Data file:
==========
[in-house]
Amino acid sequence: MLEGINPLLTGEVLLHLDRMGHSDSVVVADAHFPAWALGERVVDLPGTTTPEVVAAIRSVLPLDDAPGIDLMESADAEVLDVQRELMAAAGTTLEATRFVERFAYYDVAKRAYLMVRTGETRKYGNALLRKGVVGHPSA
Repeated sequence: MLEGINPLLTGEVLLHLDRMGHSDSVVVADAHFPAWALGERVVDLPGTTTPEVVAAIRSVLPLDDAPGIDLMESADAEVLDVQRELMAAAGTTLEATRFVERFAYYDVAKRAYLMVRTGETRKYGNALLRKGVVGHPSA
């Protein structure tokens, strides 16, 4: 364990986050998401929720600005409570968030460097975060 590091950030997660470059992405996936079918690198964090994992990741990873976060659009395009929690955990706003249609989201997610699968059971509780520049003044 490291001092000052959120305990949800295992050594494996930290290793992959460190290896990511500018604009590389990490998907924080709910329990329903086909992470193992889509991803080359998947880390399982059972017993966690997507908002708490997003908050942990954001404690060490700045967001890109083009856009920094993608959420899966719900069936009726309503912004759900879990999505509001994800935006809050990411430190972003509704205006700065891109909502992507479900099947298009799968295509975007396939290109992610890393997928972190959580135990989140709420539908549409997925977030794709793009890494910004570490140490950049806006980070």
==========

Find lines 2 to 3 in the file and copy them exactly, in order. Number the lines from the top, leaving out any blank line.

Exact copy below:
Amino acid sequence: MLEGINPLLTGEVLLHLDRMGHSDSVVVADAHFPAWALGERVVDLPGTTTPEVVAAIRSVLPLDDAPGIDLMESADAEVLDVQRELMAAAGTTLEATRFVERFAYYDVAKRAYLMVRTGETRKYGNALLRKGVVGHPSA
Repeated sequence: MLEGINPLLTGEVLLHLDRMGHSDSVVVADAHFPAWALGERVVDLPGTTTPEVVAAIRSVLPLDDAPGIDLMESADAEVLDVQRELMAAAGTTLEATRFVERFAYYDVAKRAYLMVRTGETRKYGNALLRKGVVGHPSA